The strong magic system and plentiful conflicts don’t make up for problematic missteps.

READ REVIEW

BLOOD & HONEY

From the Serpent & Dove series , Vol. 2

After Serpent & Dove (2019), Lou and Reid must gather allies to take on villainous Morgane.

In a stumbling first act, witch Lou and her forced-husband–turned-love, Reid, struggle to retain likability, making foolish decisions while hiding out from enemies as the heroes regroup and prepare for their next encounter. In a painful bit of characterization, Lou’s sassy empowerment comes at the cost, early on, of the sexual boundaries of the characters around her (unfortunately played as steamy). Further troubling characterization comes in a classist scene in which the heroes mock a dirty, poor person for having missing teeth. To stop Morgane’s murderous endgame spell, they must forge an alliance between enemies: blood witches (Coco’s people), the witch hunters, and werewolves. A colorful surprise alliance comes when they join traveling performers with secrets. Lou and Reid’s romance hits character-driven speed bumps—Lou’s pull toward magic’s darker side isn’t terribly original but is solidly done, and it strengthens Reid’s self-hating and self-acceptance storyline, fueling his anti-magic bias. There’s plenty of action, and secondary characters have their own romantic storylines. The climax gives only a moment to breathe before sinister implications for the next book set in. Though the leads default to white, racial diversity is present in the world and in secondary characters (like brown-skinned Coco and Beau, who is coded as white and Polynesian); additionally, there’s casual inclusion of same-sex relationships and respectful bisexuality representation.

The strong magic system and plentiful conflicts don’t make up for problematic missteps. (Fantasy. 15-adult)

Pub Date: Sept. 1, 2020

ISBN: 978-0-06-287805-2

Page Count: 544

Publisher: HarperTeen

Review Posted Online: June 15, 2020

Kirkus Reviews Issue: July 1, 2020

Did you like this book?

No Comments Yet

A love letter to fans who will forgive (and even revel in) its excesses and indulgences.

MIDNIGHT SUN

From the Twilight series , Vol. 5

A long-awaited Twilight (2005) companion novel told from vampire Edward’s point of view.

Edward Cullen, a 104-year-old vampire (and eternal 17-year-old), finds his world turned upside down when new girl Bella Swan’s addictive scent drives a primal hunger, launching the classic story of vampire-meets-girl, vampire-wants-to-eat-girl, vampire-falls-in-love-with-girl. Edward’s broody inner monologue allows readers to follow every beat of his falling in love. The glacial pace and already familiar plot points mean that instead of surprise twists, characterization reigns. Meyer doesn’t shy away from making Edward far less sympathetic than Bella’s view of him (and his mind reading confirms that Bella’s view of him isn’t universal). Bella benefits from being seen without the curtain of self-deprecation from the original book, as Edward analyzes her every action for clues to her personality. The deeper, richer characterization of the leads comes at the expense of the secondary cast, who (with a few exceptions) alternate primarily along gender lines, between dimwitted buffoons and jealous mean girls. Once the vampiric threat from James’ storyline kicks off, vampire maneuvering and strategizing show off the interplay of the Cullens’ powers in a fresh way. After the action of the climax starts in earnest, though, it leans more into summary and monologue to get to the well-known ending. Aside from the Quileutes and the occasional background character, the cast defaults to White.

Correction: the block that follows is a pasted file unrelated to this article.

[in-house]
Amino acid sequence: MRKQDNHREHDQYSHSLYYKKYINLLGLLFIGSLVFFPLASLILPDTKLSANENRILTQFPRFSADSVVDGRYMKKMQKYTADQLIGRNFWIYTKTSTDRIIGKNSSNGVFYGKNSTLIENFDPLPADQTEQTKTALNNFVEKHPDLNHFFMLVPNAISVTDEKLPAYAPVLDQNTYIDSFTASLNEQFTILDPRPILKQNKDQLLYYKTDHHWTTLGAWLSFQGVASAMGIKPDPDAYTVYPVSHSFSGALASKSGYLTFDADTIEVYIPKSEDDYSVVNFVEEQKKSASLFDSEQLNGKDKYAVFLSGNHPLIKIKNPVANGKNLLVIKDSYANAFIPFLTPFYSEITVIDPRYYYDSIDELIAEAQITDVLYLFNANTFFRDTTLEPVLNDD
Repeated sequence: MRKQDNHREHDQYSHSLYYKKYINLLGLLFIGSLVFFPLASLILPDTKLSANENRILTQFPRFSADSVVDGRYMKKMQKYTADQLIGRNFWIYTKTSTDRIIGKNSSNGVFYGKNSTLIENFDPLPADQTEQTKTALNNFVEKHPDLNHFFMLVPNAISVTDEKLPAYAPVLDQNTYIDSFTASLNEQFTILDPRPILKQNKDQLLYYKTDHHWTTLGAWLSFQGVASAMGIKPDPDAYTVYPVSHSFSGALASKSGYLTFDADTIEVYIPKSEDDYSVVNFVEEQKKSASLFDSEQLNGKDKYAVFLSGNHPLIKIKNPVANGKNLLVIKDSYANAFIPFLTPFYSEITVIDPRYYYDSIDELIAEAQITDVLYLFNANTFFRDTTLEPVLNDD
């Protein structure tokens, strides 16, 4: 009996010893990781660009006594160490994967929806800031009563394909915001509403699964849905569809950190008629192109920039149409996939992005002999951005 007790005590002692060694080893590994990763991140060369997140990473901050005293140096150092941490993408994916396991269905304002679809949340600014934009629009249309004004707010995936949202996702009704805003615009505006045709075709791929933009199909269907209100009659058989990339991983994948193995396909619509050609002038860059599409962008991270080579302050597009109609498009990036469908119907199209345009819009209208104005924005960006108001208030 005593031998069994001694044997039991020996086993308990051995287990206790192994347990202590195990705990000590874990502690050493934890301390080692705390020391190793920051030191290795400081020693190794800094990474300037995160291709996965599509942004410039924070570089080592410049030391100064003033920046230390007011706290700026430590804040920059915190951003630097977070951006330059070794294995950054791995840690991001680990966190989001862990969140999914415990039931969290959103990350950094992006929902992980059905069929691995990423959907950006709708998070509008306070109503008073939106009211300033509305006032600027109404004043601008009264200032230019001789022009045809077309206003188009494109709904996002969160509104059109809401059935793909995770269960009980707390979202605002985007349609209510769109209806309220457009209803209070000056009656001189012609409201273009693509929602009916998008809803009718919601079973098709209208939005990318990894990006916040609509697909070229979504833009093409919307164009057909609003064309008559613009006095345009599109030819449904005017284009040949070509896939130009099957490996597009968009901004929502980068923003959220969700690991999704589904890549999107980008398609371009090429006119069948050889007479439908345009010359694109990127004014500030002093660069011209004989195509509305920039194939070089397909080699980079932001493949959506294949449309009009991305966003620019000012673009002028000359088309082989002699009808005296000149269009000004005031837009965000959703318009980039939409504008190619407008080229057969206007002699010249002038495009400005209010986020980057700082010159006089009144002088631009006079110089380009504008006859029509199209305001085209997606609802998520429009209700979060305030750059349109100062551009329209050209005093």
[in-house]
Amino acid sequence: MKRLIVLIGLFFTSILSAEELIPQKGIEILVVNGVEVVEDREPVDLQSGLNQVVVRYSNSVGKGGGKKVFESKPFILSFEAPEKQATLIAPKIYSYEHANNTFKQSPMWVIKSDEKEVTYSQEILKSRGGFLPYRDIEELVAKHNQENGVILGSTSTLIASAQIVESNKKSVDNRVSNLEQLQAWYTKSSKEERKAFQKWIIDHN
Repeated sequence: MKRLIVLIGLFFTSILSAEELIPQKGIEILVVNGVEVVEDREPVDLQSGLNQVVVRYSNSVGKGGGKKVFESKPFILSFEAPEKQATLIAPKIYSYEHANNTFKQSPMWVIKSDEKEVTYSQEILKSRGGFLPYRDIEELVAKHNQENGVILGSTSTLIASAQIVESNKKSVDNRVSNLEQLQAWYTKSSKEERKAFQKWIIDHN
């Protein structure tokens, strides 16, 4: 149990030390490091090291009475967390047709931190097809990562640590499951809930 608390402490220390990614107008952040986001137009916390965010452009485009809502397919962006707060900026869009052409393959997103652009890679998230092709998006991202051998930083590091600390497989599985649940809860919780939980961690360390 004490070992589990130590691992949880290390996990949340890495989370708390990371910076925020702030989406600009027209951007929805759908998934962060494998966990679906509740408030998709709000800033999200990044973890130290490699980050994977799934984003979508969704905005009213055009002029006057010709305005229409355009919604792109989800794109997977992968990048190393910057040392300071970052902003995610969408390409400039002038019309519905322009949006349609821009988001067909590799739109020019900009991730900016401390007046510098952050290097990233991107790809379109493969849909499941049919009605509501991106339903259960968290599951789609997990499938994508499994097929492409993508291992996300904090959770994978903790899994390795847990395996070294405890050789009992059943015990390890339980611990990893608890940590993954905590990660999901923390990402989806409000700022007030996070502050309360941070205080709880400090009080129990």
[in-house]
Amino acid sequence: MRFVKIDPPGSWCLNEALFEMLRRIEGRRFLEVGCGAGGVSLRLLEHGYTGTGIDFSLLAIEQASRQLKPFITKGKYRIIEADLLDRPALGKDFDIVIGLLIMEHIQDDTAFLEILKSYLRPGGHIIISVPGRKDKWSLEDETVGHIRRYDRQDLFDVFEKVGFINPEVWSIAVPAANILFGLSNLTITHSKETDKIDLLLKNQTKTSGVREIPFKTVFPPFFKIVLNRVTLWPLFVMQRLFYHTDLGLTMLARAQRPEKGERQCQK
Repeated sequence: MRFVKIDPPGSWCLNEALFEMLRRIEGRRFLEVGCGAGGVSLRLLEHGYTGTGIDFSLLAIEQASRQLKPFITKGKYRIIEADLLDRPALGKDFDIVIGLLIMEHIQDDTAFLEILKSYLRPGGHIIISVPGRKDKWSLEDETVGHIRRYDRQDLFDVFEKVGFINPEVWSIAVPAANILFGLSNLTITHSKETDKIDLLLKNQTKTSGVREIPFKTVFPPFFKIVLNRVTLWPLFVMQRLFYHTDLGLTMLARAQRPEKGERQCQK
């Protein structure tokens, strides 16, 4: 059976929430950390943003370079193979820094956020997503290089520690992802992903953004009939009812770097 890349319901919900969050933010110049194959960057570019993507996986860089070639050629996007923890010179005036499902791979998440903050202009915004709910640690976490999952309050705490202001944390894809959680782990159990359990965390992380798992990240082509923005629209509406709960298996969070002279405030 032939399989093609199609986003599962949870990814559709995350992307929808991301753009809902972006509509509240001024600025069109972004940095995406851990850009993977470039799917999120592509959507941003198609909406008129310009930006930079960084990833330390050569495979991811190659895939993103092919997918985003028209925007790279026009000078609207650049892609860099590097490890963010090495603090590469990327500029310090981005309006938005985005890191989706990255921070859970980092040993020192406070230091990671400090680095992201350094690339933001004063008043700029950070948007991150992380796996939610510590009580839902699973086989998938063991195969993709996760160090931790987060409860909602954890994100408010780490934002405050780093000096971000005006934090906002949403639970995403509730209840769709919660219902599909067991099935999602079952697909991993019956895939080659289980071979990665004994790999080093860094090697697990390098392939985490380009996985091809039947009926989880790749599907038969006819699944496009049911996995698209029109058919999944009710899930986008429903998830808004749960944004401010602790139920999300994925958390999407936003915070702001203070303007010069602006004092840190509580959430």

A love letter to fans who will forgive (and even revel in) its excesses and indulgences. (Paranormal romance. 12-adult)

Pub Date: Aug. 4, 2020

ISBN: 978-0-316-70704-6

Page Count: 672

Publisher: Little, Brown

Review Posted Online: Aug. 8, 2020

Kirkus Reviews Issue: Sept. 1, 2020

Did you like this book?

No Comments Yet

A bit of envelope-pushing freshens up the formula.

HOCUS POCUS AND THE ALL-NEW SEQUEL

In honor of its 25th anniversary, a Disney Halloween horror/comedy film gets a sequel to go with its original novelization.

Three Salem witches hanged in 1693 for stealing a child’s life force are revived in 1993 when 16-year-old new kid Max completes a spell by lighting a magical candle (which has to be kindled by a virgin to work). Max and dazzling, popular classmate Allison have to keep said witches at bay until dawn to save all of the local children from a similar fate. Fast-forward to 2018: Poppy, daughter of Max and Allison, inadvertently works a spell that sends her parents and an aunt to hell in exchange for the gleeful witches. With help from her best friend, Travis, and classmate Isabella, on whom she has a major crush, Poppy has only hours to keep the weird sisters from working more evil. The witches, each daffier than the last, supply most of the comedy as well as plenty of menace but end up back in the infernal regions. There’s also a talking cat, a talking dog, a gaggle of costumed heroines, and an oblique reference to a certain beloved Halloween movie. Traditional Disney wholesomeness is spiced, not soured, by occasional innuendo and a big twist in the sequel. Poppy and her family are white, while Travis and Isabella are both African-American.

A bit of envelope-pushing freshens up the formula. (Fantasy. 10-15)

Pub Date: July 10, 2018

ISBN: 978-1-368-02003-9

Page Count: 528

Publisher: Freeform/Disney

Review Posted Online: June 17, 2018

Kirkus Reviews Issue: July 1, 2018

Did you like this book?

No Comments Yet
more